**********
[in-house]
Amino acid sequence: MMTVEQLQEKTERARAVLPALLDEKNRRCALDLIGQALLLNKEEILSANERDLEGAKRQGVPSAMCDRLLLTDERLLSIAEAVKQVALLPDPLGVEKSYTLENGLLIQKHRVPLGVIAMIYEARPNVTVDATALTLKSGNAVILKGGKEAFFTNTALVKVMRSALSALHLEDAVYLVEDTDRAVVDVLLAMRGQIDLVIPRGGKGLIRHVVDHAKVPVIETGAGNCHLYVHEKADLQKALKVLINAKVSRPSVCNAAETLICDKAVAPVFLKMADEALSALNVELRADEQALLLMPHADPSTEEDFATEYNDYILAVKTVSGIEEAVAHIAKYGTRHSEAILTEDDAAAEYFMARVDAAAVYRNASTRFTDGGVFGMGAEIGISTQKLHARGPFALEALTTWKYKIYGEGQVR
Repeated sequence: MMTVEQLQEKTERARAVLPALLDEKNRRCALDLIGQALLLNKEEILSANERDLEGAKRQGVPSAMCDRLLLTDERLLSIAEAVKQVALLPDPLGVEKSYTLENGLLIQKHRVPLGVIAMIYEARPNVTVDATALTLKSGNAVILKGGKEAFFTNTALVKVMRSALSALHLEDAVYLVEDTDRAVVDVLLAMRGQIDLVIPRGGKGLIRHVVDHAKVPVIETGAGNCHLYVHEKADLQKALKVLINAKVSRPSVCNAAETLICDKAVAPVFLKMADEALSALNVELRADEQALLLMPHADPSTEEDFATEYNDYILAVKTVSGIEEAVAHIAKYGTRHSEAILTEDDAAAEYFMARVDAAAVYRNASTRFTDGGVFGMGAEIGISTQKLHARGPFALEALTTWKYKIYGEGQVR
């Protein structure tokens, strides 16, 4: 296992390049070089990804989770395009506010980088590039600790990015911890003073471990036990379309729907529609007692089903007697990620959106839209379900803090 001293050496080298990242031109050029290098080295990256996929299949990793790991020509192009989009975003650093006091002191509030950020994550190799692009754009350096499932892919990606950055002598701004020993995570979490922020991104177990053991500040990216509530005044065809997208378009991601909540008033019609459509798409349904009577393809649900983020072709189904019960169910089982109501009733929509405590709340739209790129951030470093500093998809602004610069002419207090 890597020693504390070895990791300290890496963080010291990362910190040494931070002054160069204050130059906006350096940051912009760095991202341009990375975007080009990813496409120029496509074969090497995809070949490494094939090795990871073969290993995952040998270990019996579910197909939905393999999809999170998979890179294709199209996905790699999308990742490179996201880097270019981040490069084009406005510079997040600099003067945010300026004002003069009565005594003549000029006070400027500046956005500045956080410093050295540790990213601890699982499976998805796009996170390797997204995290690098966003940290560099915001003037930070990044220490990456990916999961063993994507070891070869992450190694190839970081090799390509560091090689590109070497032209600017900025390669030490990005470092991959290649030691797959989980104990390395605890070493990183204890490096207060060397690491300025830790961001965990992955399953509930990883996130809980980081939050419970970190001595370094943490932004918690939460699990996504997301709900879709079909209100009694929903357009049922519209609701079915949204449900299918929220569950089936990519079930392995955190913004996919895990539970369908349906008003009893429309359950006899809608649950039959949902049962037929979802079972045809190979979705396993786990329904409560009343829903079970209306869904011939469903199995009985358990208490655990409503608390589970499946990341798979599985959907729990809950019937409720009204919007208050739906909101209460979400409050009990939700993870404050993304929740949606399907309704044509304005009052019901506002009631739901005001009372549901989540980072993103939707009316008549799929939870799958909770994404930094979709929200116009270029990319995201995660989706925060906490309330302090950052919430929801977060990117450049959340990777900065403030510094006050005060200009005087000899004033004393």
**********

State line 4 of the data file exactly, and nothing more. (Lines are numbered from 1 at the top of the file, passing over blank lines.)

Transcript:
């Protein structure tokens, strides 16, 4: 296992390049070089990804989770395009506010980088590039600790990015911890003073471990036990379309729907529609007692089903007697990620959106839209379900803090 001293050496080298990242031109050029290098080295990256996929299949990793790991020509192009989009975003650093006091002191509030950020994550190799692009754009350096499932892919990606950055002598701004020993995570979490922020991104177990053991500040990216509530005044065809997208378009991601909540008033019609459509798409349904009577393809649900983020072709189904019960169910089982109501009733929509405590709340739209790129951030470093500093998809602004610069002419207090 890597020693504390070895990791300290890496963080010291990362910190040494931070002054160069204050130059906006350096940051912009760095991202341009990375975007080009990813496409120029496509074969090497995809070949490494094939090795990871073969290993995952040998270990019996579910197909939905393999999809999170998979890179294709199209996905790699999308990742490179996201880097270019981040490069084009406005510079997040600099003067945010300026004002003069009565005594003549000029006070400027500046956005500045956080410093050295540790990213601890699982499976998805796009996170390797997204995290690098966003940290560099915001003037930070990044220490990456990916999961063993994507070891070869992450190694190839970081090799390509560091090689590109070497032209600017900025390669030490990005470092991959290649030691797959989980104990390395605890070493990183204890490096207060060397690491300025830790961001965990992955399953509930990883996130809980980081939050419970970190001595370094943490932004918690939460699990996504997301709900879709079909209100009694929903357009049922519209609701079915949204449900299918929220569950089936990519079930392995955190913004996919895990539970369908349906008003009893429309359950006899809608649950039959949902049962037929979802079972045809190979979705396993786990329904409560009343829903079970209306869904011939469903199995009985358990208490655990409503608390589970499946990341798979599985959907729990809950019937409720009204919007208050739906909101209460979400409050009990939700993870404050993304929740949606399907309704044509304005009052019901506002009631739901005001009372549901989540980072993103939707009316008549799929939870799958909770994404930094979709929200116009270029990319995201995660989706925060906490309330302090950052919430929801977060990117450049959340990777900065403030510094006050005060200009005087000899004033004393």